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Fighting Parkinson's During a Pandemic

Ash Tsuji

Born and raised in Hilo, Ash Graduated from the University of Hawai‘i at Mānoa with a bachelors in Communication and a published paper in the Journ...

Born and raised in Hilo, Ash Graduated from the University of Hawai‘i at Mānoa with a bachelors in Communication and a published paper in the Journ...

Apr 22 4 minutes read

It’s Parkinson’s Awareness Month and this April is special because it’s the first time we’ve been fighting the disease after a year of COVID lockdown. 

My step dad was diagnosed with Parkinson’s a while back and I learned how the brain disorder causes shaking and stiffness, making it hard for him to walk, move, or even eat. While there’s no cure, studies show that high intensity exercise, such as boxing, is the best medicine. 

Fighting Back
Rock Steady Boxing was created specifically for Parkinson’s patients to help with balance and walking through high intensity exercise. There are almost 900 certified gyms around the world, and Hilo led the way opening the first gym in Hawai`i. I even wrote a blog about it in HMSA’s Island Scene :)

Fighting Through COVID
Before COVID, our group met twice a week at the Waiakea Recreation Center. When things shut down, we did a digital pivot and jumped on Zoom for virtual classes. It took some trial and error, but eventually we adjusted our routine and created an online program that kept everyone active while staying safe at home. 

Virtual Pros & Cons
Like anything else, there are good and bad things that come with online classes.


  • Safe at home. With Parkinson’s, everything is a struggle, from getting out of bed, to putting on clothes, and getting to the gym. With online classes, you can roll right out of bed and start working out. 
  • Frequency. We moved from two times a week in person to three times a week online since we didn’t have to rely on facility availability. And when it comes to Parkinson’s and exercise, more is better!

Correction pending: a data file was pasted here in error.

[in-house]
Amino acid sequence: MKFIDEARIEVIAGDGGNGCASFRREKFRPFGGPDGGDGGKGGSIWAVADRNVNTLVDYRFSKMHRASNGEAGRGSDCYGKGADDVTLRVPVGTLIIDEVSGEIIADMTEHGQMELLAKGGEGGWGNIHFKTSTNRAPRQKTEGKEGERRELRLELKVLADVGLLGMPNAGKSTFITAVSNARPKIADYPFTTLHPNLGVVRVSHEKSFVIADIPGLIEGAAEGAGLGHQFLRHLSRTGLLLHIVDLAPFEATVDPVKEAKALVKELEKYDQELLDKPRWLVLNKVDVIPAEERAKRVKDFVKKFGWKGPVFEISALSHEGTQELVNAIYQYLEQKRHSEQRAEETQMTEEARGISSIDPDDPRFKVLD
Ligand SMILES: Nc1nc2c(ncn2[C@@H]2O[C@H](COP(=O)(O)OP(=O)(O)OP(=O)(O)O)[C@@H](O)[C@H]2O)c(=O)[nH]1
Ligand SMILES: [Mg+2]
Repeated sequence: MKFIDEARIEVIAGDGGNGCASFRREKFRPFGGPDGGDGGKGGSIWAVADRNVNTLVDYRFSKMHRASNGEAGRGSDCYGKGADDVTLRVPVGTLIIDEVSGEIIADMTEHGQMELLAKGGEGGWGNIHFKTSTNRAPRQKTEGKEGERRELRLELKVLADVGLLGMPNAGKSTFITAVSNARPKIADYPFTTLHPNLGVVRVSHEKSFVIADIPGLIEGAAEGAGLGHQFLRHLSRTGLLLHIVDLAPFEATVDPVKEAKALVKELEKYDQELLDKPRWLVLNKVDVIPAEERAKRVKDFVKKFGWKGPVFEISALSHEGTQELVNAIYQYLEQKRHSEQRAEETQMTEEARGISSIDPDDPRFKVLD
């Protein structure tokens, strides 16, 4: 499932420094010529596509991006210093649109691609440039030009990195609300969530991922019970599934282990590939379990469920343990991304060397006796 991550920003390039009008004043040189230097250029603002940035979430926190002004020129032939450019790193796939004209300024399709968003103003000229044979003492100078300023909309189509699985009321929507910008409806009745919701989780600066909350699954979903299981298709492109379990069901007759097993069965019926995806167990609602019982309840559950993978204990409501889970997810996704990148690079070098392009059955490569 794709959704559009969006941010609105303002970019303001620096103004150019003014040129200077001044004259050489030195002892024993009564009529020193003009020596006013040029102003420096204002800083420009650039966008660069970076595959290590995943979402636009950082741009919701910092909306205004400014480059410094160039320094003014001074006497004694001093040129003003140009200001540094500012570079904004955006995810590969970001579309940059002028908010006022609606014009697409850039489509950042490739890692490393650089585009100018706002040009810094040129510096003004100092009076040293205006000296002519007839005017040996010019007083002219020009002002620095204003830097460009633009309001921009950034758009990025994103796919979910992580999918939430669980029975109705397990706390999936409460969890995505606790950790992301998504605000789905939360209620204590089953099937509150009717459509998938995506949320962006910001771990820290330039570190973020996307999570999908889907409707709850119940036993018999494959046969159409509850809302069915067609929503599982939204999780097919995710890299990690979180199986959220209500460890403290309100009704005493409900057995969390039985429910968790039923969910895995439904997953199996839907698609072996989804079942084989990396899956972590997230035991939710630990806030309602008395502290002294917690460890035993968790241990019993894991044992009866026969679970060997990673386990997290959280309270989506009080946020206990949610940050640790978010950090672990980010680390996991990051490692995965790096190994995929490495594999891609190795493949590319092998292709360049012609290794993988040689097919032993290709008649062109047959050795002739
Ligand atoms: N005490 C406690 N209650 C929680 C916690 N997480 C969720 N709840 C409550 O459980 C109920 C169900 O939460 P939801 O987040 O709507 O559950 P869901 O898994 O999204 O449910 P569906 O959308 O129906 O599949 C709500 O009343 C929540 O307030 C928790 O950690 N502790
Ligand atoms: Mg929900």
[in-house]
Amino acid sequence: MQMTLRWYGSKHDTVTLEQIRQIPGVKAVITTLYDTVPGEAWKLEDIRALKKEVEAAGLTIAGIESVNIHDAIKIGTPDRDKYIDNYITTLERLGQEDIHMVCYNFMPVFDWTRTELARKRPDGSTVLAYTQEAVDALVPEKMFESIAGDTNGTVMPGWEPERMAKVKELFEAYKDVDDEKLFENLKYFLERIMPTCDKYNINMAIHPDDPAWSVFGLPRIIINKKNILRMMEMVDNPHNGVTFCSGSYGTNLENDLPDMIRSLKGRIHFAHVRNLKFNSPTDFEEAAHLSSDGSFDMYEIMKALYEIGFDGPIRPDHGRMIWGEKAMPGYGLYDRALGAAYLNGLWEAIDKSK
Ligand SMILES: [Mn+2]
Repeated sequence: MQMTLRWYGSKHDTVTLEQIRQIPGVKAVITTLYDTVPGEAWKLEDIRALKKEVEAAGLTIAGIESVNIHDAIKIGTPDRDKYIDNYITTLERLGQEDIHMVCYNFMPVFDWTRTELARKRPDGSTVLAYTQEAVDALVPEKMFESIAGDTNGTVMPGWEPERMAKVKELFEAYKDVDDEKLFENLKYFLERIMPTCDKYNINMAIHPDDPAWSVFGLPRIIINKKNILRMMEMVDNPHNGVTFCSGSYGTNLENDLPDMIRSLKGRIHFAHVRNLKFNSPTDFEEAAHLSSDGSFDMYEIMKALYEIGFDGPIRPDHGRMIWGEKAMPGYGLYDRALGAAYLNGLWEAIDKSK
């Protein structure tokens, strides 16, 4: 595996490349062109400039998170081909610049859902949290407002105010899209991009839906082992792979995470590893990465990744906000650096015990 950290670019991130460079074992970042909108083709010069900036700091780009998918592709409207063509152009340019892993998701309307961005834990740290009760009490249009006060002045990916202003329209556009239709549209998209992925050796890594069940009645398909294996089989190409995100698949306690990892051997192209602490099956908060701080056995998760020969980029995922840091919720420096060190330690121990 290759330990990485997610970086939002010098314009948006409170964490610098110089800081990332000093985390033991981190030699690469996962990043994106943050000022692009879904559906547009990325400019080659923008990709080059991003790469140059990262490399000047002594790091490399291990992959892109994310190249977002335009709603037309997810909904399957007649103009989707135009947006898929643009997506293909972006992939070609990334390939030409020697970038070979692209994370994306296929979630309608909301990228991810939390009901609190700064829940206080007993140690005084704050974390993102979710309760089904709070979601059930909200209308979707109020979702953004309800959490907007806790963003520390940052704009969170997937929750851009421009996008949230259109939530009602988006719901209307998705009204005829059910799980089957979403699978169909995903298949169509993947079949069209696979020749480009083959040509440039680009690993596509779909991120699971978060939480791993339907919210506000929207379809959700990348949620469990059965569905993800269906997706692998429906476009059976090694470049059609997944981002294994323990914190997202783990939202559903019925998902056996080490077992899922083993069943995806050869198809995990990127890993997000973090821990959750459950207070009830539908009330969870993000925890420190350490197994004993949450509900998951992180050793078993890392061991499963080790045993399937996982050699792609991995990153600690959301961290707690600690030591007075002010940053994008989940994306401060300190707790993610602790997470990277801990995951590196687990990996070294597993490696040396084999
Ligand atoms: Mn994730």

• Global. Going online means people can join from anywhere in the world. We’ve had people log in from Kona, O`ahu, even from California and Arizona!


  • Interaction. Part of Rock Steady Boxing is being around people who know exactly what you're going through. Parkinson’s patients try to hide their tremors to appear “normal”, but in our group, everyone can be themselves without fear of judgement. 
  • Motivation. Working out in a group automatically gives you an extra push! Alone, it’s easy for our fighters to relax and not get the full benefit of the high intensity training they need.
  • Technology. Some fighters  had difficulty logging in or seeing the screen when using their phone or table. I made a video to show people how to connect on their TV, but many chose not to participate at all. 

Moving Forward
With the vaccine and low number of COVID cases in the community, some Rock Steady Boxing groups started opening up again. Some gyms allow a limited number of people, offer outdoor classes, or have hybrid classes that combine in person and online training. 

Our Rock Steady Boxing gym at the Waiakea Recreation Center is still closed, but we’re looking forward to opening up again to continue our fight against Parkinson’s. Until then, we keep Zooming on!

For more information on Hilo Rock Steady BoxingHilo YMCA Parkinson’s Exercise Class, or Hilo Parkinson’s Support group, just email me!

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